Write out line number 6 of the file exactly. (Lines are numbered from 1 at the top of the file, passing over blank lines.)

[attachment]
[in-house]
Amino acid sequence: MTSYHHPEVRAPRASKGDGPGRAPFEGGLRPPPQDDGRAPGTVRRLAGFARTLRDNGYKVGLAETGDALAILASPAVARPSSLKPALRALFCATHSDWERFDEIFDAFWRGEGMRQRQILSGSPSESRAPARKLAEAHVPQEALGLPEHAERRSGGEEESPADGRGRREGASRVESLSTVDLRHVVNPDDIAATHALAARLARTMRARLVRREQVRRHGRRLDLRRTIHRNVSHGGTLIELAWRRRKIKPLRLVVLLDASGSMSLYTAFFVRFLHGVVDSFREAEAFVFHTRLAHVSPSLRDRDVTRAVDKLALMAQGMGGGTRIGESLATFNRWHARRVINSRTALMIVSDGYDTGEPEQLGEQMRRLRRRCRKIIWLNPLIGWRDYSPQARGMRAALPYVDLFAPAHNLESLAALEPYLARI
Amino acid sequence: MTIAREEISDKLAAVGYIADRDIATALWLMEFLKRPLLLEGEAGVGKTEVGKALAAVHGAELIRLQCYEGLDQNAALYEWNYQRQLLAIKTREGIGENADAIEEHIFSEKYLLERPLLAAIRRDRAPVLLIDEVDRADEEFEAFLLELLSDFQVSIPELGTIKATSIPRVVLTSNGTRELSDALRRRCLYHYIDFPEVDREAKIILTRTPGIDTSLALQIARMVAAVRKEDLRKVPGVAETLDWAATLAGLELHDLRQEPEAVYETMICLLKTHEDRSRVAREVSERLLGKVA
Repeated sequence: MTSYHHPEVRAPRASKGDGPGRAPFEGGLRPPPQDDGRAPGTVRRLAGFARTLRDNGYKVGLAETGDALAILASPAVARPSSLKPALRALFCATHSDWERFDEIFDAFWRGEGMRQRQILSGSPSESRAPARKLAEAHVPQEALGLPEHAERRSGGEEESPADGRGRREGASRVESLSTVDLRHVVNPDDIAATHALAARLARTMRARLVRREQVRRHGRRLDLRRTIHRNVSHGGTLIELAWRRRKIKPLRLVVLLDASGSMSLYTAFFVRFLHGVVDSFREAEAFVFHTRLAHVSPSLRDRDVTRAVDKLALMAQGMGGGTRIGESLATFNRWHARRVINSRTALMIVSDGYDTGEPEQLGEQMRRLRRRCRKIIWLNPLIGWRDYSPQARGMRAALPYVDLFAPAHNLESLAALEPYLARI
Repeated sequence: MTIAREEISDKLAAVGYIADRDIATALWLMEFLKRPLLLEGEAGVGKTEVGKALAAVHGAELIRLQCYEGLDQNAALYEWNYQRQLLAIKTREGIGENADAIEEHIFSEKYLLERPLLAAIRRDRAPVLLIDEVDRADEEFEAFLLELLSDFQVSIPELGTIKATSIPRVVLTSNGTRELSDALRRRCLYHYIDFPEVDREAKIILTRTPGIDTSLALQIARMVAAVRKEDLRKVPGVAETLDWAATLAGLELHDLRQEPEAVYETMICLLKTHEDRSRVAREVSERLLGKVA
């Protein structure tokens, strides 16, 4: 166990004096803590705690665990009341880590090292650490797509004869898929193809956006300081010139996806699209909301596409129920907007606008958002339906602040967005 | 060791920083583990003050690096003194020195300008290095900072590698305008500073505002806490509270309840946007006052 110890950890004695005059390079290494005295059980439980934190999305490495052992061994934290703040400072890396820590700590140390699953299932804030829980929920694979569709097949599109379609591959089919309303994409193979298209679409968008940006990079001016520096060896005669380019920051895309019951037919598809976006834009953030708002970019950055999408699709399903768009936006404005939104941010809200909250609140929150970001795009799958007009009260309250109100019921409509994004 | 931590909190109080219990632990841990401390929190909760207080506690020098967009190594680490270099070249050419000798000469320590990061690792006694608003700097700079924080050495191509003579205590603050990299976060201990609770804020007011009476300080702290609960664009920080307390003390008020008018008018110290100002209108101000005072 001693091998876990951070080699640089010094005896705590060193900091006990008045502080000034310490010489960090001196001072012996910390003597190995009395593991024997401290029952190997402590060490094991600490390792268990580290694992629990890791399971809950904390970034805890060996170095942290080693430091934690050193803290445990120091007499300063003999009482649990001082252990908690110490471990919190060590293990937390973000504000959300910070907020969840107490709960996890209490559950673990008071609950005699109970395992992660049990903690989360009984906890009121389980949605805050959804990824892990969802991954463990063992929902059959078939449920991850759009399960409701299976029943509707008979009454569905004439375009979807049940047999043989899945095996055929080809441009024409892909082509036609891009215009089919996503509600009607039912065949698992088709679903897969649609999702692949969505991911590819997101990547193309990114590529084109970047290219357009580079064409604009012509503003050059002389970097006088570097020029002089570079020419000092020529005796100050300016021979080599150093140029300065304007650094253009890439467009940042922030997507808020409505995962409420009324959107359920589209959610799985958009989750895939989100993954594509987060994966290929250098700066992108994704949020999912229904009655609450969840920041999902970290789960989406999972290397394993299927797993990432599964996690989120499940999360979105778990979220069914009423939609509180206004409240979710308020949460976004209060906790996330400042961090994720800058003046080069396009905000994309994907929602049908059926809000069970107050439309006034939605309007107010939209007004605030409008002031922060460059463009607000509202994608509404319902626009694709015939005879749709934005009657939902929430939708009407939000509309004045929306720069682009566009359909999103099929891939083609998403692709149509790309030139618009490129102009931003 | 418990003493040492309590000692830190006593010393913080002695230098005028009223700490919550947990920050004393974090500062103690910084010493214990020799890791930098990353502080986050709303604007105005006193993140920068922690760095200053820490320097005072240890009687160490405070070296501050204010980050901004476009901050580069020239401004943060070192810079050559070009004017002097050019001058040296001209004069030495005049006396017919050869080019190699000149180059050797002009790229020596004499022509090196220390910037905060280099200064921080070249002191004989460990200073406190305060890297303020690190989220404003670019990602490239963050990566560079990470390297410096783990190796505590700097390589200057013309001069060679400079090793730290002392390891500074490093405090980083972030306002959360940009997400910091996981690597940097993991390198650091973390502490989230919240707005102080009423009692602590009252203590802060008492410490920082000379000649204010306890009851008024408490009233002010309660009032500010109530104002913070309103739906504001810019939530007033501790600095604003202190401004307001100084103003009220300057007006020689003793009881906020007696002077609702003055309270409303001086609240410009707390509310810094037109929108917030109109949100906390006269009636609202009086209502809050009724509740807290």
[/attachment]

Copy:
């Protein structure tokens, strides 16, 4: 166990004096803590705690665990009341880590090292650490797509004869898929193809956006300081010139996806699209909301596409129920907007606008958002339906602040967005 | 060791920083583990003050690096003194020195300008290095900072590698305008500073505002806490509270309840946007006052 110890950890004695005059390079290494005295059980439980934190999305490495052992061994934290703040400072890396820590700590140390699953299932804030829980929920694979569709097949599109379609591959089919309303994409193979298209679409968008940006990079001016520096060896005669380019920051895309019951037919598809976006834009953030708002970019950055999408699709399903768009936006404005939104941010809200909250609140929150970001795009799958007009009260309250109100019921409509994004 | 931590909190109080219990632990841990401390929190909760207080506690020098967009190594680490270099070249050419000798000469320590990061690792006694608003700097700079924080050495191509003579205590603050990299976060201990609770804020007011009476300080702290609960664009920080307390003390008020008018008018110290100002209108101000005072 001693091998876990951070080699640089010094005896705590060193900091006990008045502080000034310490010489960090001196001072012996910390003597190995009395593991024997401290029952190997402590060490094991600490390792268990580290694992629990890791399971809950904390970034805890060996170095942290080693430091934690050193803290445990120091007499300063003999009482649990001082252990908690110490471990919190060590293990937390973000504000959300910070907020969840107490709960996890209490559950673990008071609950005699109970395992992660049990903690989360009984906890009121389980949605805050959804990824892990969802991954463990063992929902059959078939449920991850759009399960409701299976029943509707008979009454569905004439375009979807049940047999043989899945095996055929080809441009024409892909082509036609891009215009089919996503509600009607039912065949698992088709679903897969649609999702692949969505991911590819997101990547193309990114590529084109970047290219357009580079064409604009012509503003050059002389970097006088570097020029002089570079020419000092020529005796100050300016021979080599150093140029300065304007650094253009890439467009940042922030997507808020409505995962409420009324959107359920589209959610799985958009989750895939989100993954594509987060994966290929250098700066992108994704949020999912229904009655609450969840920041999902970290789960989406999972290397394993299927797993990432599964996690989120499940999360979105778990979220069914009423939609509180206004409240979710308020949460976004209060906790996330400042961090994720800058003046080069396009905000994309994907929602049908059926809000069970107050439309006034939605309007107010939209007004605030409008002031922060460059463009607000509202994608509404319902626009694709015939005879749709934005009657939902929430939708009407939000509309004045929306720069682009566009359909999103099929891939083609998403692709149509790309030139618009490129102009931003 | 418990003493040492309590000692830190006593010393913080002695230098005028009223700490919550947990920050004393974090500062103690910084010493214990020799890791930098990353502080986050709303604007105005006193993140920068922690760095200053820490320097005072240890009687160490405070070296501050204010980050901004476009901050580069020239401004943060070192810079050559070009004017002097050019001058040296001209004069030495005049006396017919050869080019190699000149180059050797002009790229020596004499022509090196220390910037905060280099200064921080070249002191004989460990200073406190305060890297303020690190989220404003670019990602490239963050990566560079990470390297410096783990190796505590700097390589200057013309001069060679400079090793730290002392390891500074490093405090980083972030306002959360940009997400910091996981690597940097993991390198650091973390502490989230919240707005102080009423009692602590009252203590802060008492410490920082000379000649204010306890009851008024408490009233002010309660009032500010109530104002913070309103739906504001810019939530007033501790600095604003202190401004307001100084103003009220300057007006020689003793009881906020007696002077609702003055309270409303001086609240410009707390509310810094037109929108917030109109949100906390006269009636609202009086209502809050009724509740807290």